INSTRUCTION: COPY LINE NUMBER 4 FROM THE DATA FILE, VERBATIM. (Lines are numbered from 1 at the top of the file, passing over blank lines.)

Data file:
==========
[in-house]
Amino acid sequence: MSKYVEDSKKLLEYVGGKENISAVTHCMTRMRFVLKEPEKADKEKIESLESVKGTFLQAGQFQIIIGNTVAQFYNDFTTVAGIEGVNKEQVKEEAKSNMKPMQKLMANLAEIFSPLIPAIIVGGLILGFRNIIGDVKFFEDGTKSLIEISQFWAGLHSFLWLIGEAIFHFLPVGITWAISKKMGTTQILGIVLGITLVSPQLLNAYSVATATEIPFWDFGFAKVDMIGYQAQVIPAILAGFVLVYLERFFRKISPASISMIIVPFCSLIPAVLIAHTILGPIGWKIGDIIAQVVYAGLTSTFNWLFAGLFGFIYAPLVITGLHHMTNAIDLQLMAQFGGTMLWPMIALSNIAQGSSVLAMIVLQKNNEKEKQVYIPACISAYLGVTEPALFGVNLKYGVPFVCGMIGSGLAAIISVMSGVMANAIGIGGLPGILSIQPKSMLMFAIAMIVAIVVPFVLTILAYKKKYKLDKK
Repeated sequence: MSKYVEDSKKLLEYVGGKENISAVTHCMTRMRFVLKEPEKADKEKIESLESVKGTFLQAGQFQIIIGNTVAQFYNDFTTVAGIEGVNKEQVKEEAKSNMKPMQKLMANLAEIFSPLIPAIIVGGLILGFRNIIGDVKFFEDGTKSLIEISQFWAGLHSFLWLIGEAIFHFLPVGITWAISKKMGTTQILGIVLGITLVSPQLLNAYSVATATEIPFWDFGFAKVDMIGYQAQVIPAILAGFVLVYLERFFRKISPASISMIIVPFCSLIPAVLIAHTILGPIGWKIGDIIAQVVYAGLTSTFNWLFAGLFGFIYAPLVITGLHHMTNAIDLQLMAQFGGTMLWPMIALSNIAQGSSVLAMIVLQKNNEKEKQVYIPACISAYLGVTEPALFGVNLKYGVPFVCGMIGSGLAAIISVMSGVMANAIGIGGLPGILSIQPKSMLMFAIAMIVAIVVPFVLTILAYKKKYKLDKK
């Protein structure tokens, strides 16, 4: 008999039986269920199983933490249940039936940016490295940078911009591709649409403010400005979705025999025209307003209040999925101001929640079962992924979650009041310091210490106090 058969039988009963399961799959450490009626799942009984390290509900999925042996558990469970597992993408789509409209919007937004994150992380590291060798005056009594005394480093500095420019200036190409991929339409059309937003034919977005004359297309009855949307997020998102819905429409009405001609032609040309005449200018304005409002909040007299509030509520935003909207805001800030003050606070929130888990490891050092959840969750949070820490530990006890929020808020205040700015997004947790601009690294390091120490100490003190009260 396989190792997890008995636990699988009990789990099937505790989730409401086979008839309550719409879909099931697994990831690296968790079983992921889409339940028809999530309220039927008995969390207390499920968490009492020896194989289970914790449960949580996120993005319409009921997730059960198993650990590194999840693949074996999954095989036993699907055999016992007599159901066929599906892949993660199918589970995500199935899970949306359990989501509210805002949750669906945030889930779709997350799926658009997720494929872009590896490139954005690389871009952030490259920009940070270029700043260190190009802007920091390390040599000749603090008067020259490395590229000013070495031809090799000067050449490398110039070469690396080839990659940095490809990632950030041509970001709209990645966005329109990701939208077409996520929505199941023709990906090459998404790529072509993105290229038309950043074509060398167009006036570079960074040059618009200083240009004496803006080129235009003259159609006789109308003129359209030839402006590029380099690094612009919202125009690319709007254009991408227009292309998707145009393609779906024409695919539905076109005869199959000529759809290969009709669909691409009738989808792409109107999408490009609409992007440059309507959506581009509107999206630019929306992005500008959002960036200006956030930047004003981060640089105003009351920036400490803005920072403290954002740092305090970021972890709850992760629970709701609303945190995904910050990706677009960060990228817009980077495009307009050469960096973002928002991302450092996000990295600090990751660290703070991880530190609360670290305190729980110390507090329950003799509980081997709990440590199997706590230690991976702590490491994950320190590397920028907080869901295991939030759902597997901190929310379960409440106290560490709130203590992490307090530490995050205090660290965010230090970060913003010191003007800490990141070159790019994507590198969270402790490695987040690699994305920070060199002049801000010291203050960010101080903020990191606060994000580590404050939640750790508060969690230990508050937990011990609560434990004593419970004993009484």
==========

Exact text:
């Protein structure tokens, strides 16, 4: 008999039986269920199983933490249940039936940016490295940078911009591709649409403010400005979705025999025209307003209040999925101001929640079962992924979650009041310091210490106090 058969039988009963399961799959450490009626799942009984390290509900999925042996558990469970597992993408789509409209919007937004994150992380590291060798005056009594005394480093500095420019200036190409991929339409059309937003034919977005004359297309009855949307997020998102819905429409009405001609032609040309005449200018304005409002909040007299509030509520935003909207805001800030003050606070929130888990490891050092959840969750949070820490530990006890929020808020205040700015997004947790601009690294390091120490100490003190009260 396989190792997890008995636990699988009990789990099937505790989730409401086979008839309550719409879909099931697994990831690296968790079983992921889409339940028809999530309220039927008995969390207390499920968490009492020896194989289970914790449960949580996120993005319409009921997730059960198993650990590194999840693949074996999954095989036993699907055999016992007599159901066929599906892949993660199918589970995500199935899970949306359990989501509210805002949750669906945030889930779709997350799926658009997720494929872009590896490139954005690389871009952030490259920009940070270029700043260190190009802007920091390390040599000749603090008067020259490395590229000013070495031809090799000067050449490398110039070469690396080839990659940095490809990632950030041509970001709209990645966005329109990701939208077409996520929505199941023709990906090459998404790529072509993105290229038309950043074509060398167009006036570079960074040059618009200083240009004496803006080129235009003259159609006789109308003129359209030839402006590029380099690094612009919202125009690319709007254009991408227009292309998707145009393609779906024409695919539905076109005869199959000529759809290969009709669909691409009738989808792409109107999408490009609409992007440059309507959506581009509107999206630019929306992005500008959002960036200006956030930047004003981060640089105003009351920036400490803005920072403290954002740092305090970021972890709850992760629970709701609303945190995904910050990706677009960060990228817009980077495009307009050469960096973002928002991302450092996000990295600090990751660290703070991880530190609360670290305190729980110390507090329950003799509980081997709990440590199997706590230690991976702590490491994950320190590397920028907080869901295991939030759902597997901190929310379960409440106290560490709130203590992490307090530490995050205090660290965010230090970060913003010191003007800490990141070159790019994507590198969270402790490695987040690699994305920070060199002049801000010291203050960010101080903020990191606060994000580590404050939640750790508060969690230990508050937990011990609560434990004593419970004993009484």